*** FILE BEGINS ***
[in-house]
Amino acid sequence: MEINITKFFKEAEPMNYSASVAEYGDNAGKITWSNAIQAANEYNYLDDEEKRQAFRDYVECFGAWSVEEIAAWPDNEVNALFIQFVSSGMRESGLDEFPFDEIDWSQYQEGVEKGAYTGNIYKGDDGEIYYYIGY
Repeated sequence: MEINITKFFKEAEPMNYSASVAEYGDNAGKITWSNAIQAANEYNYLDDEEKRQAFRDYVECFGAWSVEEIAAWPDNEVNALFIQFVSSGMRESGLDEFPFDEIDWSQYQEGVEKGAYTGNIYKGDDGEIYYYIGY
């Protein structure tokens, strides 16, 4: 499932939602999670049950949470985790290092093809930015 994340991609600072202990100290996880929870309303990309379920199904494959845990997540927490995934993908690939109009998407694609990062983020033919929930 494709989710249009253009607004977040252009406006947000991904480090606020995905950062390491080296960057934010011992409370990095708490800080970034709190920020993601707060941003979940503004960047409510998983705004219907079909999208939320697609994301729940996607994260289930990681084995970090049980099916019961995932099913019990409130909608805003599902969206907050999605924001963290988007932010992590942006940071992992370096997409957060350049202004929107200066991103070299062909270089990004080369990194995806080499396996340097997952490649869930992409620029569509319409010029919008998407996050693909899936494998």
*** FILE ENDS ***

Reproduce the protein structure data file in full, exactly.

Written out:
[in-house]
Amino acid sequence: MEINITKFFKEAEPMNYSASVAEYGDNAGKITWSNAIQAANEYNYLDDEEKRQAFRDYVECFGAWSVEEIAAWPDNEVNALFIQFVSSGMRESGLDEFPFDEIDWSQYQEGVEKGAYTGNIYKGDDGEIYYYIGY
Repeated sequence: MEINITKFFKEAEPMNYSASVAEYGDNAGKITWSNAIQAANEYNYLDDEEKRQAFRDYVECFGAWSVEEIAAWPDNEVNALFIQFVSSGMRESGLDEFPFDEIDWSQYQEGVEKGAYTGNIYKGDDGEIYYYIGY
């Protein structure tokens, strides 16, 4: 499932939602999670049950949470985790290092093809930015 994340991609600072202990100290996880929870309303990309379920199904494959845990997540927490995934993908690939109009998407694609990062983020033919929930 494709989710249009253009607004977040252009406006947000991904480090606020995905950062390491080296960057934010011992409370990095708490800080970034709190920020993601707060941003979940503004960047409510998983705004219907079909999208939320697609994301729940996607994260289930990681084995970090049980099916019961995932099913019990409130909608805003599902969206907050999605924001963290988007932010992590942006940071992992370096997409957060350049202004929107200066991103070299062909270089990004080369990194995806080499396996340097997952490649869930992409620029569509319409010029919008998407996050693909899936494998």